In my non-business life I head up KALTech’s initiative in helping the poor and disadvantaged. Today 550 000+ people will benefit from the work we are doing in water purification, education, medical centres, etc. One common trait amongst all of these people – ‘They recognise they need help’. Which got me thinking – why then are so many companies of the belief they can ‘do it all’ when it comes to IT and systems?
Technology changes everyday
Technology is changing at a rapid pace and unless you have a bottomless bank account – you will struggle to know everything. Let’s assume you have all the money in the world, there is still not enough hours in the day to stay on top of everything. Which begs the question: How does one ensure that one is getting the best? Before I go into that, let’s explore the concept of ‘the best’.
What is the ‘the best’
It’s evident from the rate of change that what is deemed ‘the best’ today may certainly not be the best tomorrow or in week or months’ time. Decisions are made by management and IT on what’s best today in the hope that it will still meet their needs in the future – even if it’s not the best at go live. The previous approach to systems delivery saw projects running into months if not years (with the decision being too costly to reverse once the project was started). I have certainly been involved in many large projects that were multi-year projects. Best is usually determined by multiple factors including usability, price, timeline, other business drivers, etc. – so best has to be seen in the context of YOUR requirements.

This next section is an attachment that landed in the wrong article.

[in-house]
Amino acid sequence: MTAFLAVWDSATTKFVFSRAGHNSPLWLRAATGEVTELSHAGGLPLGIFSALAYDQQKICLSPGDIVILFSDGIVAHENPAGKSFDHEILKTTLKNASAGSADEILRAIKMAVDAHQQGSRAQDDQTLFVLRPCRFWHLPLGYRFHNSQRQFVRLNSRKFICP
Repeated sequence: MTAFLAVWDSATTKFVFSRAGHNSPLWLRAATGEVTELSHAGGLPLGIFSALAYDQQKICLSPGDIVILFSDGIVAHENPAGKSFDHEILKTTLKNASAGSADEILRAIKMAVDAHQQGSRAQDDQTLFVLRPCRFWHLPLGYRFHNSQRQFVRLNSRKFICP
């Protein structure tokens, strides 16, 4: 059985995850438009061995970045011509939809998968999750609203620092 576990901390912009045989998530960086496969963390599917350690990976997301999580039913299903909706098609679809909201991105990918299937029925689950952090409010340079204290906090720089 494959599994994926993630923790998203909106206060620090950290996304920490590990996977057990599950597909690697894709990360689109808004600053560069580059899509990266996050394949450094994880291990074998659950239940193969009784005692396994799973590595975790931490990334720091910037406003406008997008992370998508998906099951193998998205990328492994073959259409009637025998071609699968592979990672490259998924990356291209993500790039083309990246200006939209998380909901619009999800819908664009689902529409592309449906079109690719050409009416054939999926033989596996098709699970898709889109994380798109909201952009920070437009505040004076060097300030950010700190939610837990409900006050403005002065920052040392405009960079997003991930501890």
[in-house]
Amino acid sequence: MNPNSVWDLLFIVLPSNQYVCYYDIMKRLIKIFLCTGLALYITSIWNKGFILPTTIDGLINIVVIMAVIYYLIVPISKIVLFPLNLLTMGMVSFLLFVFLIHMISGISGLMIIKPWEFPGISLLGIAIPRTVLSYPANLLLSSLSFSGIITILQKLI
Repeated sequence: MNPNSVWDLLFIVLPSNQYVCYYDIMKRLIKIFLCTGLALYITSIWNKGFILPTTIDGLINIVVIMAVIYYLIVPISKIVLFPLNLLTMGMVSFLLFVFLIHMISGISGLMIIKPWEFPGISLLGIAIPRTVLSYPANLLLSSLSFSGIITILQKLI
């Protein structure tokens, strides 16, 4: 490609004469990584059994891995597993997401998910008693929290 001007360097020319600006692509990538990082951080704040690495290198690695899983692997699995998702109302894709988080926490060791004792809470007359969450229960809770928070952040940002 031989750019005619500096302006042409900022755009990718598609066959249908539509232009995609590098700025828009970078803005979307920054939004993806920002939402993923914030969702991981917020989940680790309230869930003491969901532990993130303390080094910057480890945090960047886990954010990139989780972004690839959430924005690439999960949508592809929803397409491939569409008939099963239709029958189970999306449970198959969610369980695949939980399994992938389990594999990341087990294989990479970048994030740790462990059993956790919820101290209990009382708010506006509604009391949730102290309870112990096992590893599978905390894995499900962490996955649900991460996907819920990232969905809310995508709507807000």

So what’s changed?
The introduction of cloud systems has changed the rules of the game – in fact; it plays by its own set of rules. Functionality is now crisp and intuitive resulting in quicker ROI, better visibility and the comfort that you may indeed be deploying the best.
Quick implementation timelines, targeted functionality deployment (no longer Big Bang), limited training requirements and device friendliness have all contributed to shrinking deployment times. This coupled with ‘cloud infrastructure’ means companies can now focus on core business and leave the rest to skilled professionals.
The art of success nowadays is not only knowing when to seek expertise from outside the company, but also ensuring the ‘help’ you seek is qualified to deliver the expected service you require. Unfortunately, the IT industry is not immune to unqualified individuals/companies, misrepresentation or even worse practices.
Success is now more than ever, dependent on making the right decision/s when selecting a service provider to fill the gap. If you are implementing cloud solutions, your Internal IT departments will be facilitating and managing vendor/s rather than delivering systems. It’s important that the decision makers (both IT and Business) know enough of the technology and functionality being delivered to make an informed decision.
Avoid going cheap – we all know the outcomes of going cheap. Working with ‘trusted’ vendors that are skilled is comforting. You should also consider the risk and benefits of using a ‘less flashy option’. This can result in better service and quality at a fair price. Vendors also need to know when they have exhausted their expertise – and they too should seek help rather than pretend to know everything.
Consider the above and any other measures you deem necessary to decide when to seek outside help. Best is relative your specific requirements – so don’t be led by decisions made by other companies.
If you wish to have an obligation free chat, please feel free to contact one of the KALTech Group offices.
Calvin – CEO